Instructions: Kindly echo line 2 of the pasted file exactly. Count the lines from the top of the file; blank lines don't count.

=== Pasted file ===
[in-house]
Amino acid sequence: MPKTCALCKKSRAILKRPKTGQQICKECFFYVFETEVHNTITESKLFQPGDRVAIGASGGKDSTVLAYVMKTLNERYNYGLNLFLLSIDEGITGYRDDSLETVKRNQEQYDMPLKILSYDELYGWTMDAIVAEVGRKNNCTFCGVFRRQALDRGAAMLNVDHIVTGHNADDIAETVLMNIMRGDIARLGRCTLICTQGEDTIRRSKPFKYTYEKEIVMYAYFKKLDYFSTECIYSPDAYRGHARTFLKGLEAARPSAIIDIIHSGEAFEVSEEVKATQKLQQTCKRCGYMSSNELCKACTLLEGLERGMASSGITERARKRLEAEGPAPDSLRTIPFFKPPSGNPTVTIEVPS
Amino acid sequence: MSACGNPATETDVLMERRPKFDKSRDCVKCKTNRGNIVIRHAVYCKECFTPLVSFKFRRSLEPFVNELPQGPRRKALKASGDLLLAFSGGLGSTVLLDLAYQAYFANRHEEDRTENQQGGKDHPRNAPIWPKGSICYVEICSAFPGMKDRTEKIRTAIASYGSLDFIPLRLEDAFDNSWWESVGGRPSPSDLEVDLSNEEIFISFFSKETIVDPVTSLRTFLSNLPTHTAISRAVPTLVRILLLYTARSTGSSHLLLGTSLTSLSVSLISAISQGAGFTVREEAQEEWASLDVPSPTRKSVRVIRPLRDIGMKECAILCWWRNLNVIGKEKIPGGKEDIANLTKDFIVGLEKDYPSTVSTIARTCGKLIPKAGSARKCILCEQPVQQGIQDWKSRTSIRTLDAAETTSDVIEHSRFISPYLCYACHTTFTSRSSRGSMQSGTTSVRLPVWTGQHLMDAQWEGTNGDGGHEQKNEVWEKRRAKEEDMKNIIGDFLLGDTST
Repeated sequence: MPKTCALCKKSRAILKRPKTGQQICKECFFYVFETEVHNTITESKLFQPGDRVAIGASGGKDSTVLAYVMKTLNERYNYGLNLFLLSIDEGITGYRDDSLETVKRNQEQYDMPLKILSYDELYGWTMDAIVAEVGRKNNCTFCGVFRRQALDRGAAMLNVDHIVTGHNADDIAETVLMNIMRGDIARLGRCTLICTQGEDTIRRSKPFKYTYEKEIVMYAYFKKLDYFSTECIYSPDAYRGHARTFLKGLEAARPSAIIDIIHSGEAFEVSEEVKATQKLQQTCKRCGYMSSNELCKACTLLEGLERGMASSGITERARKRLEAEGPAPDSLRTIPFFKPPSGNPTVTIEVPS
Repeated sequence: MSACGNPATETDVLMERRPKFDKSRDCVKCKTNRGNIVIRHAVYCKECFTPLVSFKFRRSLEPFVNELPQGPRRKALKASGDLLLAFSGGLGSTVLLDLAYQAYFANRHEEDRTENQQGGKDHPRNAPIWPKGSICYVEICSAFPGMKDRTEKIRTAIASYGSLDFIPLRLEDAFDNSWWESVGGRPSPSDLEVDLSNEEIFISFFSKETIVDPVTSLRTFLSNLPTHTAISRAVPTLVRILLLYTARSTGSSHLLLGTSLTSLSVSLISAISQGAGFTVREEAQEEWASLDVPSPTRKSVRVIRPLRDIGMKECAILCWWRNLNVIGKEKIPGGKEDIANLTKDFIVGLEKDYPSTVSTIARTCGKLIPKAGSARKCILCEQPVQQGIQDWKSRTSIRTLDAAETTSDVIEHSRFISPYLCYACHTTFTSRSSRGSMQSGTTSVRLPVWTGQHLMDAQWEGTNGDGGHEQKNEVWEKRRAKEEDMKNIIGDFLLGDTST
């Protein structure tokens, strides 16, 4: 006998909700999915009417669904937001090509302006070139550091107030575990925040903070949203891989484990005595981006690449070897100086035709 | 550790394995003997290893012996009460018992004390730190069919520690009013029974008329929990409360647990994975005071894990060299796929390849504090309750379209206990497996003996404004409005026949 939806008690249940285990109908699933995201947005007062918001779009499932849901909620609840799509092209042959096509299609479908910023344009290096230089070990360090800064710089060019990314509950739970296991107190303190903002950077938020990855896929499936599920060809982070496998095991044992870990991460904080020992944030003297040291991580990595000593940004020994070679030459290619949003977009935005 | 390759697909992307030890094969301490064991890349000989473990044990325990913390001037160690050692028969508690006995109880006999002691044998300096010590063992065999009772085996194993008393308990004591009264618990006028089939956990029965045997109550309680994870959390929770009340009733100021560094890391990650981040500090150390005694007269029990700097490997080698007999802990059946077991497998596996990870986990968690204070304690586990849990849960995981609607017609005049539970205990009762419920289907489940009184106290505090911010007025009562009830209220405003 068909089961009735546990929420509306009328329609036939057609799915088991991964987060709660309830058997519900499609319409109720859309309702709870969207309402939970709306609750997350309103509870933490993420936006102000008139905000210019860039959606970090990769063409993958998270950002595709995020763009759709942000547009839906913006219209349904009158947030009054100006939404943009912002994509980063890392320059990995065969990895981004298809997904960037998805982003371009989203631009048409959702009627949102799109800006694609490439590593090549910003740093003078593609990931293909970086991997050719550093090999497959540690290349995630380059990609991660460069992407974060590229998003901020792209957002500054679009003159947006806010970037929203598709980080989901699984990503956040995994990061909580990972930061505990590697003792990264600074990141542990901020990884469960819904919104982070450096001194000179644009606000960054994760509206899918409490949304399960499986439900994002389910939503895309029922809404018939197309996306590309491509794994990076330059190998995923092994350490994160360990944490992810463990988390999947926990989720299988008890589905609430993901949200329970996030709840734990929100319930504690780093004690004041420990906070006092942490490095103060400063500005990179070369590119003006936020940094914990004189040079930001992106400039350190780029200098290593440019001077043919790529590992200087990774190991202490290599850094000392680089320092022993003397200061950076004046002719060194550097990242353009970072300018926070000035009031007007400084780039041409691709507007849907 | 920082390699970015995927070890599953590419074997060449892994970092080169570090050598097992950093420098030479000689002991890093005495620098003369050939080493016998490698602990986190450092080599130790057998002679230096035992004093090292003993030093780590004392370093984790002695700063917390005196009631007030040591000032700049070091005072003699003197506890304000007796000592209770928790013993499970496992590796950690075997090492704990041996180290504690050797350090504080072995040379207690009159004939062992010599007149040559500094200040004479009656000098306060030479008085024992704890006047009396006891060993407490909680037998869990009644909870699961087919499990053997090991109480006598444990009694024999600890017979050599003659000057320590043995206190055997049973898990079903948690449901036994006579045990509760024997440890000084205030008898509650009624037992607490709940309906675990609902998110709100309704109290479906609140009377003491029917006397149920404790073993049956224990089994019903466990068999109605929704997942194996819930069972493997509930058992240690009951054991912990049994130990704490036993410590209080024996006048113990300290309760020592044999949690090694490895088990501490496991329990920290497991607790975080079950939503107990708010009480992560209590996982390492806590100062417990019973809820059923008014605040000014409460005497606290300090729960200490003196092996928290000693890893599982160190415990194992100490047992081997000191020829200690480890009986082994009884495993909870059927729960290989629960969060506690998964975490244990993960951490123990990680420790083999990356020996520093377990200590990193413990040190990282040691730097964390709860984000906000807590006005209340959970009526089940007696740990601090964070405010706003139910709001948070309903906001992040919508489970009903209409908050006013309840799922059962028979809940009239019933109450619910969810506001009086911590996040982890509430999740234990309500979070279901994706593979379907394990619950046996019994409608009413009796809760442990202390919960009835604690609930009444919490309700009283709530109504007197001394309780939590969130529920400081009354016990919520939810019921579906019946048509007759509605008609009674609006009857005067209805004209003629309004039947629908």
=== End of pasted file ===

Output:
Amino acid sequence: MPKTCALCKKSRAILKRPKTGQQICKECFFYVFETEVHNTITESKLFQPGDRVAIGASGGKDSTVLAYVMKTLNERYNYGLNLFLLSIDEGITGYRDDSLETVKRNQEQYDMPLKILSYDELYGWTMDAIVAEVGRKNNCTFCGVFRRQALDRGAAMLNVDHIVTGHNADDIAETVLMNIMRGDIARLGRCTLICTQGEDTIRRSKPFKYTYEKEIVMYAYFKKLDYFSTECIYSPDAYRGHARTFLKGLEAARPSAIIDIIHSGEAFEVSEEVKATQKLQQTCKRCGYMSSNELCKACTLLEGLERGMASSGITERARKRLEAEGPAPDSLRTIPFFKPPSGNPTVTIEVPS